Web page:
4 Comments

Filed under Industry Developments

A.M. Best podcast on Sher and Landry cases before Louisiana Supreme Court

Here’s a link to a podcast interview of me by Chad Hemenway of A.M. Best about Sher, the flood-policy case and Landry, the Valued Policy Law case.  Both are before the Louisiana Supreme Court, which has heard oral arguments.  (The link is actually to the A.M. Best podcast menu, it’s the third one from the top as I write this. I will try to get a better, more permanent link to insert here). Chad did a good interview, I enjoyed it. 

 

Leave a Comment

Filed under Industry Developments

Scruggs Nation, March 25: the breather

I have to conserve my time and energy between now and April 2, when I’ll be speaking at the Mississippi State Insurance Day, because I need both to work on my speech.  Writing jokes is hard to do and takes a lot of time, I know people are expecting some new ones.  There is some more serious stuff in the speech, too. I won’t, however, be performing any of the songs from my musical-in-progress, "The Katrina Follies," not even from the showstopping third act, which has its own title, with a double meaning: "Scruggscapades on Ice."  So posts may be more limited this week.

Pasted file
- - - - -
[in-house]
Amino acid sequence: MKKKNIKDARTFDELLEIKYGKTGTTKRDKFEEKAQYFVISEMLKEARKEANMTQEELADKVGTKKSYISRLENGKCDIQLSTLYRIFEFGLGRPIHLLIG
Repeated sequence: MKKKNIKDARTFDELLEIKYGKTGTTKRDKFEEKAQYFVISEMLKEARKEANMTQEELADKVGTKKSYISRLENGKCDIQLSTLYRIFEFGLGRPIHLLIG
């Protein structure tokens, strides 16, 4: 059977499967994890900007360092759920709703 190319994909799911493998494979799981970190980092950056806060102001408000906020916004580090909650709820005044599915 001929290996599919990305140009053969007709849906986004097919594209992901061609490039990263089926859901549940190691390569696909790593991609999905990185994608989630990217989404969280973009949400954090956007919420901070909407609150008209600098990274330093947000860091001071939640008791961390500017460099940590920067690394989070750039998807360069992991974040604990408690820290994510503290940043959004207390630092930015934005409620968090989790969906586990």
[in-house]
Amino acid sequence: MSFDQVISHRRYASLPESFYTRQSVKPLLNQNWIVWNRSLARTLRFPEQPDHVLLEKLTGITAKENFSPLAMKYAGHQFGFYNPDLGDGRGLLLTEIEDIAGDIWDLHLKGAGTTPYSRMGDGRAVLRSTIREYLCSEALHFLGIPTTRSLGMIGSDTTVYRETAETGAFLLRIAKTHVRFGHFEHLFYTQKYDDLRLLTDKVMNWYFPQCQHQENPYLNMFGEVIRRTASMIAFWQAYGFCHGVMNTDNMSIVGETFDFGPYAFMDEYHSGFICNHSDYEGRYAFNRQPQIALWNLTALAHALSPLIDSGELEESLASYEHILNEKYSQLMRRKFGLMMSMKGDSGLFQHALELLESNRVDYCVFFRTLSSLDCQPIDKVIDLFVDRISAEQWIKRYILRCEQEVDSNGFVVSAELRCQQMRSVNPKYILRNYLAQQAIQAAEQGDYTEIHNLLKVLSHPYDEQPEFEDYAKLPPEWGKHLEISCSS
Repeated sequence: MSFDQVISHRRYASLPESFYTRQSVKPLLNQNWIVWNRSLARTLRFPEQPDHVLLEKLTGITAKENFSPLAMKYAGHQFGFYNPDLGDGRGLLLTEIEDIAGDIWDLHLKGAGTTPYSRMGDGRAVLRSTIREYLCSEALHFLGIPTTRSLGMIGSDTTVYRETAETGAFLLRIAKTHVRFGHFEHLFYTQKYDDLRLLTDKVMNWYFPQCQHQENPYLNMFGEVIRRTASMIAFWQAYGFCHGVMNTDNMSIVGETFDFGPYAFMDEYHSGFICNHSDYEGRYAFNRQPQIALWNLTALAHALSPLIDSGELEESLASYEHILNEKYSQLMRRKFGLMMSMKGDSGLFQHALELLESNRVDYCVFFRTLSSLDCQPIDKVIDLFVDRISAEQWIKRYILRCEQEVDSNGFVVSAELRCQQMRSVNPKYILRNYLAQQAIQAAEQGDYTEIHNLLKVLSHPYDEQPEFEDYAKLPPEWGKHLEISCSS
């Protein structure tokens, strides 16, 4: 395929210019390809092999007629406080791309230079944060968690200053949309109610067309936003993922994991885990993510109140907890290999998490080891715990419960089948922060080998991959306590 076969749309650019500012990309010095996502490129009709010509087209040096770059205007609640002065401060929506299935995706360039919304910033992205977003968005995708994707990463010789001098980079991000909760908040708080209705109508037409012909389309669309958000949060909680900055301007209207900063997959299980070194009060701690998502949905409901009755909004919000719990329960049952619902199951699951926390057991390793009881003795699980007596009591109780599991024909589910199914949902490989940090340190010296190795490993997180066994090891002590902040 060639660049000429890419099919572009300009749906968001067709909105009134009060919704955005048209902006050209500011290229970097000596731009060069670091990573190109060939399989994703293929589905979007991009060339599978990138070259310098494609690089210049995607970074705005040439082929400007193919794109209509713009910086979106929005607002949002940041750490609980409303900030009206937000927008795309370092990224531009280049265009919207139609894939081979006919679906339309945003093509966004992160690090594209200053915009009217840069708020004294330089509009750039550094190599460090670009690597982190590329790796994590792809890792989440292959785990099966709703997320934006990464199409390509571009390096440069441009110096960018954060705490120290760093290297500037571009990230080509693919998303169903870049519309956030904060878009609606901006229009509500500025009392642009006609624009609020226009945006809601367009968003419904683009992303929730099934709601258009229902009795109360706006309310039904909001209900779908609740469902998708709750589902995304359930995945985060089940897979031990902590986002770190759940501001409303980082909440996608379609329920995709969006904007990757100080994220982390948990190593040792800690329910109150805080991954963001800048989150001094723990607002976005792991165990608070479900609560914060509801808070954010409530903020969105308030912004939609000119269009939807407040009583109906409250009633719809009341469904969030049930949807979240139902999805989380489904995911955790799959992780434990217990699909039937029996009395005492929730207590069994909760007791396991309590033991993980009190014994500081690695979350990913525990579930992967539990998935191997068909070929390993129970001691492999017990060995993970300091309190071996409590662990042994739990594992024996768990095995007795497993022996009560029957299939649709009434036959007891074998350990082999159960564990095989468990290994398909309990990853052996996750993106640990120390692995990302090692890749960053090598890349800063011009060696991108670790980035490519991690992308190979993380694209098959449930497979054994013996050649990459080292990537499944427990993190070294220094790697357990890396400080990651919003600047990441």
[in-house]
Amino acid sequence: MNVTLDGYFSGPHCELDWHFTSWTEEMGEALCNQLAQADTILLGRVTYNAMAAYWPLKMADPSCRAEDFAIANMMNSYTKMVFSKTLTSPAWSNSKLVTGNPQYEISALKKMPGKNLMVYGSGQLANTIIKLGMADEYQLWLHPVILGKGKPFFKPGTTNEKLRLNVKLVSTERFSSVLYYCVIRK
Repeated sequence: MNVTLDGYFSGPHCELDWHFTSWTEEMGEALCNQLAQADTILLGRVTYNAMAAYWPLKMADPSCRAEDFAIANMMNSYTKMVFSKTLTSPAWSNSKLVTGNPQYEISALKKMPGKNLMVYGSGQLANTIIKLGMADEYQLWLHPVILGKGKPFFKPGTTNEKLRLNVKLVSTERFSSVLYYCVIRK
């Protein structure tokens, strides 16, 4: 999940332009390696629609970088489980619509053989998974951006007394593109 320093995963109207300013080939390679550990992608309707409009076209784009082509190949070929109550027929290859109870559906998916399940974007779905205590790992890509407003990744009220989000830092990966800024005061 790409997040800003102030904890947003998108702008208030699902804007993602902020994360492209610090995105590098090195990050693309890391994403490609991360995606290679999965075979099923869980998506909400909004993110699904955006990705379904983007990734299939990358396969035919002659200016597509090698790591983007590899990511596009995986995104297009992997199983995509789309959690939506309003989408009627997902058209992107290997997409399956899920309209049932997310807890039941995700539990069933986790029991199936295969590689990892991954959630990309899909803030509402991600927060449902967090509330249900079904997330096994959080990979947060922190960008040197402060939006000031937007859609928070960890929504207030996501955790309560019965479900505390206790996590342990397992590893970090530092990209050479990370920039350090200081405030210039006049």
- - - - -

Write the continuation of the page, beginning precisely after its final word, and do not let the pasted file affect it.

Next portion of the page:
—  This is excellent stuff.  The Wall Street Journal Law Blog is questioning whether it is ethical for a defense lawyer like John Keker to rave on about how his client is innocent and being set up by in a fraudulent prosecution, right up to the moment the guy pleads guilty to the fraudulent charges.  You might also remember that Keker wrote a letter to the Journal back around November 20, just before the Scruggs really hit the fan, demanding a retraction because the Journal said Scruggs convinced the Rigsby sisters to steal documents from State Farm.  Untrue on two accounts, said Keker — they decided to copy the documents all by themselves (I am not making this up) and they didn’t steal anything.  

Except that in this deposition from November 20 Kerri Rigsby herself agreed she had stolen the documents — or at least, neither she nor her lawyer quarreled with that description.  The Keker comments and the Law Blog post are also discussed on this blog sponsored by the Carnegie Legal Reporting @ Newhouse — which I’ve read before and which is a pretty decent site. 

I’m not sure of the ethics of it, myself.  I mean, in one way, I’ve come to expect that a great many lawyers will spew gushers of malarkey and tommyrot in the face of the most obvious contradictions and without regard for either what the truth is or whether they are making total jackasses out of themselves.  Doesn’t necessarily make it right, but I’ve never seen anyone do anything about it, either. But even though it’s a losing battle, I’m glad the Law Blog is taking a look at this.